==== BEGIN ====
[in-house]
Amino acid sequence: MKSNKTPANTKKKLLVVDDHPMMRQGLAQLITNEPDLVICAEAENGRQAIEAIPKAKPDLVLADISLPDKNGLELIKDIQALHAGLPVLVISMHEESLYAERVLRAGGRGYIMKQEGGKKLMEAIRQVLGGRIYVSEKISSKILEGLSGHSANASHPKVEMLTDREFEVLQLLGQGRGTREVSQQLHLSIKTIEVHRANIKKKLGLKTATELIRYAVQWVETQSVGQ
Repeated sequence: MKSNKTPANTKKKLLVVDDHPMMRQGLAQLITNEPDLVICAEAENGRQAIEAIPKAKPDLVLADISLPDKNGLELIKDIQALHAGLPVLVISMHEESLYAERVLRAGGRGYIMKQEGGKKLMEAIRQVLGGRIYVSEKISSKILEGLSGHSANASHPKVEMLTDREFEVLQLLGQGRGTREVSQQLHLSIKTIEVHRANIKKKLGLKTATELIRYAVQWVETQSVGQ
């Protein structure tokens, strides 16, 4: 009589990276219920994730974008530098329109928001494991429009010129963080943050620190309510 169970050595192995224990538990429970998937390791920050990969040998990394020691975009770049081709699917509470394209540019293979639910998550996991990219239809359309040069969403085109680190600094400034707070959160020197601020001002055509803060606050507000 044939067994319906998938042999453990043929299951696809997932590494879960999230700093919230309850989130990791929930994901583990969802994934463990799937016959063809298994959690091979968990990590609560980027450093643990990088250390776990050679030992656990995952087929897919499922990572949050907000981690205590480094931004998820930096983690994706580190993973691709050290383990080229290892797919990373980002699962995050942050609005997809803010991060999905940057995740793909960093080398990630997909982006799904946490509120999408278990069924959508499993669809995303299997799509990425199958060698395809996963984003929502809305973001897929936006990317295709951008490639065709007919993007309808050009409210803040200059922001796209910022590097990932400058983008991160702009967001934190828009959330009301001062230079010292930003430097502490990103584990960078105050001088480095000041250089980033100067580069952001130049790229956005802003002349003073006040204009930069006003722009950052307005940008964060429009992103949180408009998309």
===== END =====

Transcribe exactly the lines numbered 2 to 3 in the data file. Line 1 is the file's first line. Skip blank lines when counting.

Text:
Amino acid sequence: MKSNKTPANTKKKLLVVDDHPMMRQGLAQLITNEPDLVICAEAENGRQAIEAIPKAKPDLVLADISLPDKNGLELIKDIQALHAGLPVLVISMHEESLYAERVLRAGGRGYIMKQEGGKKLMEAIRQVLGGRIYVSEKISSKILEGLSGHSANASHPKVEMLTDREFEVLQLLGQGRGTREVSQQLHLSIKTIEVHRANIKKKLGLKTATELIRYAVQWVETQSVGQ
Repeated sequence: MKSNKTPANTKKKLLVVDDHPMMRQGLAQLITNEPDLVICAEAENGRQAIEAIPKAKPDLVLADISLPDKNGLELIKDIQALHAGLPVLVISMHEESLYAERVLRAGGRGYIMKQEGGKKLMEAIRQVLGGRIYVSEKISSKILEGLSGHSANASHPKVEMLTDREFEVLQLLGQGRGTREVSQQLHLSIKTIEVHRANIKKKLGLKTATELIRYAVQWVETQSVGQ